FPInnovations The Forest Innovation Program (FIP) provides funding to FPInnovations, Canada’s national forest research institute, for pre-commercial R&D in transformative technologies. Funded by the federal government, 9 provinces and over 200 industry members, FPInnovations is currently supporting work on some 25 innovations that are at various stages of readiness. From the promise of cellulose filaments (CF) and cellulosic nanocrystals (CNC), to mid-rise and tall wood buildings, to drones providing forest inventory data, to lignin extraction, Canada’s forest products industry is positioning itself to develop new products and penetrate new markets. After less than five years of intense research and development in FPInnovations’ laboratories, a five ton/day CF plant was built within an existing newsprint mill in Trois-Rivièrves, Quebec.

Inaugurated in June 2014, the new CF demonstration plant is now producing a high-quality, world-class, strengthening bioproduct. Additional research by FPInnovations has also helped to develop a commercial application for lignin by an integrated Canadian forest product firm that can be used as a substitute for petroleum-based glues. This has helped the company reduce its supply costs and enable it to produce new, greener plywood products for the marketplace.

Canadian Wood Fibre Centre

The FIP also provides funding to the Canadian Wood Fibre Centre, which is an institutional arrangement that sees government researchers working in an integrated fashion with FPInnovations and academia on forest sector transformation. Its work in forest inventory, fibre characterisation and production, and genomics is helping to ensure that the industry can get the right fibre to the right mill for the right product – in a way that supports industry competitiveness and public confidence.

Forest Biorefinery

The Forestry Biorefinery Collaboration brings together the research capacity of NRCan’s CanmetEnergy and FPInnovations, to further refine the technological solutions needed to support the forest industry’s contribution to Canada’s bioeconomy. The Canadian forest sector sees the bioeconomy as an important pillar in its transformation towards higher value added products.

Biorefinery technologies including bioenergy (e.g. pyrolysis and gasification) and innovative uses of residues (e.g. lignin) are supporting new revenue streams for Canada’s mills which increases their resilience and the security of the employment they provide. As noted above, November 2015 extracted lignin is now being used as an environmentally friendly adhesive in plywood.

Gasification and liquefaction technologies are creating biogas and biofuels that can be used for heat, power, and transportation.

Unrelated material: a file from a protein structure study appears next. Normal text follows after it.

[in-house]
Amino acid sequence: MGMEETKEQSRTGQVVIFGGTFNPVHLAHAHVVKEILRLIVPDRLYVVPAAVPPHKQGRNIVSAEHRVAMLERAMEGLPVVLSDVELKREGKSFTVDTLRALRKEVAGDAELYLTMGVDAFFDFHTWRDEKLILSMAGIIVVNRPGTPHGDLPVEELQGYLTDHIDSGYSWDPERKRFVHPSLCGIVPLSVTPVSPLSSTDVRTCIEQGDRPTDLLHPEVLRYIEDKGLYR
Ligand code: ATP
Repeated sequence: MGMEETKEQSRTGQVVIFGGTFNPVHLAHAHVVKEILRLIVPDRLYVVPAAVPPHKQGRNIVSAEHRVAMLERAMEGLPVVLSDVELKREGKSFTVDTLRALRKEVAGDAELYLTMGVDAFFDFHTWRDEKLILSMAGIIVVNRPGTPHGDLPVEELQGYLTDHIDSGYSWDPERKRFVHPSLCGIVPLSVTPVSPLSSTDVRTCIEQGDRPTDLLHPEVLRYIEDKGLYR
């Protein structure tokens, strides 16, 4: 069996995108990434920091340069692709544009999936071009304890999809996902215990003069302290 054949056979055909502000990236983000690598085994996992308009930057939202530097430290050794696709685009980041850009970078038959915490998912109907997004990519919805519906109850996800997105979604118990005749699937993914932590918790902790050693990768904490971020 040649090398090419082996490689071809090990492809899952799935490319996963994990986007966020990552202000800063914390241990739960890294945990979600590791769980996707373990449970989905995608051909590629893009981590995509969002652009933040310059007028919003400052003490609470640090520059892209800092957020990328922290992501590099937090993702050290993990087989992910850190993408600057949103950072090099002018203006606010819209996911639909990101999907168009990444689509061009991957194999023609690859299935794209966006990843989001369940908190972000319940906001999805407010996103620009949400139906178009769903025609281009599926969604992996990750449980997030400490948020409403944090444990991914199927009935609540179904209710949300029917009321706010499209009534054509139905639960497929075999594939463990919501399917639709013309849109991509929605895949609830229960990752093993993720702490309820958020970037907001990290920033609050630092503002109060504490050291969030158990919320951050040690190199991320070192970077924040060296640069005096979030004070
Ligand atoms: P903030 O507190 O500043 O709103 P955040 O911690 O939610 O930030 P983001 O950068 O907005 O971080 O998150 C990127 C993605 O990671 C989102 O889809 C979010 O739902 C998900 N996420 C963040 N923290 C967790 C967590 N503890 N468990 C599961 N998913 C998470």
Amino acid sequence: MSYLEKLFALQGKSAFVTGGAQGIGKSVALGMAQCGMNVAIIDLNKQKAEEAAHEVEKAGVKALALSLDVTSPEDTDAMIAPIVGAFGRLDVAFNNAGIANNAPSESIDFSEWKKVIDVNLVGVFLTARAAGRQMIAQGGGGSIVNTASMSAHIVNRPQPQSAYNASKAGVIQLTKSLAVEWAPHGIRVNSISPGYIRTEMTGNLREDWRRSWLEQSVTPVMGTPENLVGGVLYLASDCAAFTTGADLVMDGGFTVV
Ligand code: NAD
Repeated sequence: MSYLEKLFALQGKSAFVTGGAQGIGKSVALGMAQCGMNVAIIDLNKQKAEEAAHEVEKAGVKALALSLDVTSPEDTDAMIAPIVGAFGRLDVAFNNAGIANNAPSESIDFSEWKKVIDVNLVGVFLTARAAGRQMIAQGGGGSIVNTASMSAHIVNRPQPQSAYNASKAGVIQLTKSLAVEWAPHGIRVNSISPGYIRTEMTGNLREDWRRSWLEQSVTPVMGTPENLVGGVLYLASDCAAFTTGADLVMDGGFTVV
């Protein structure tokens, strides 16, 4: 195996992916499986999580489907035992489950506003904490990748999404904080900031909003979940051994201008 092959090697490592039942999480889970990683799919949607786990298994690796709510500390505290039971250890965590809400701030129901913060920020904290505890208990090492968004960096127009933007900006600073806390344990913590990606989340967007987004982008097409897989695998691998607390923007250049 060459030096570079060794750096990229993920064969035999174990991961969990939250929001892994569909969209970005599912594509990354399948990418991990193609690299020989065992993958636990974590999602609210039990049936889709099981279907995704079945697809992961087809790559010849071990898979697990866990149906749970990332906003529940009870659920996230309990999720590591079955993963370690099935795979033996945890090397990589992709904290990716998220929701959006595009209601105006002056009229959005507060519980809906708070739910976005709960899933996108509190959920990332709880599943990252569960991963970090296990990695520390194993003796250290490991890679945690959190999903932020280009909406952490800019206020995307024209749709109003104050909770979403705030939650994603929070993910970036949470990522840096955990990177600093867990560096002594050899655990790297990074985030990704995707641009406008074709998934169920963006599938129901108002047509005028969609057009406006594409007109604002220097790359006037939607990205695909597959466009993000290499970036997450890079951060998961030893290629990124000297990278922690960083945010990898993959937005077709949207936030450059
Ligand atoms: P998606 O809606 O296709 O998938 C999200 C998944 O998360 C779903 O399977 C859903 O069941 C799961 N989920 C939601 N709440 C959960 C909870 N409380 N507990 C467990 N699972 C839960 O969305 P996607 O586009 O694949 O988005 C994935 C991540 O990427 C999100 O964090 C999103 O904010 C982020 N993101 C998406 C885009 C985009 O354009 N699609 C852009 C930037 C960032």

Standards Development The development of national and international standards for novel nanocellulosic materials and their applications is facilitated through FIP. This is being done in order to facilitate the regulatory approval and market acceptance of new products.

Investments in Forest Industry Transformation The Investments in Forest Industry Transformation (IFIT) program was created in 2010 to support Canada’s forest sector in becoming more economically competitive and environmentally sustainable. The initial four-year $100-million initiative supported forest industry transformation by accelerating the deployment of highly innovative, first-in-kind technologies at Canadian forest industry facilities. These projects included bio-energy, bio-materials, bio-chemicals and next generation building products.

IFIT was renewed in February 2014, with an additional $90.4 million provided for the program over four years under Canada’s Economic Action Plan 2014. This continued commitment will help bring the next wave of innovation to market and will solidify Canada’s position as a leader in forest industry transformation.

As part of its renewal, the program created a “Performance Report 2010-2014” designed to provide information regarding how the program operated, what it achieved overall (e.g.

economic, societal and environmental benefits) and how funded technologies were innovative and transformative for the Canadian forest sector. This document will be updated every two years to continue to report on the program’s progress along with that of the proponents it has funded.

The program’s three Calls for Proposals have produced 186 unique applications, demonstrating the sector’s great appetite for transformative projects. To date, IFIT has supported 23 projects across a range of forest sub-sectors and businesses, eleven of which are world-first technologies.

Some of these commercial scale projects emerged through R&D support from NRCan’s Forest Innovation Program, such as the CF and lignin extraction plants. These projects aim to “de-risk” new technologies and encourage broader adoption of the technologies across the industry. They are true Canadian innovation success stories.

Examples of projects funded include:

 Construction of the world’s first cellulose filament plant. Cellulose filaments are long, thin, ribbon-like structures found in the cell walls of trees and other plants that can be used as a reinforcing agent in various pulp and paper and composite products.

–  –  –

 Creation of an engineered fibre mat (EFMs) plant. EFMs which are made of wood and agricultural fibre residues can be used in the manufacturing of parts for vehicle interiors;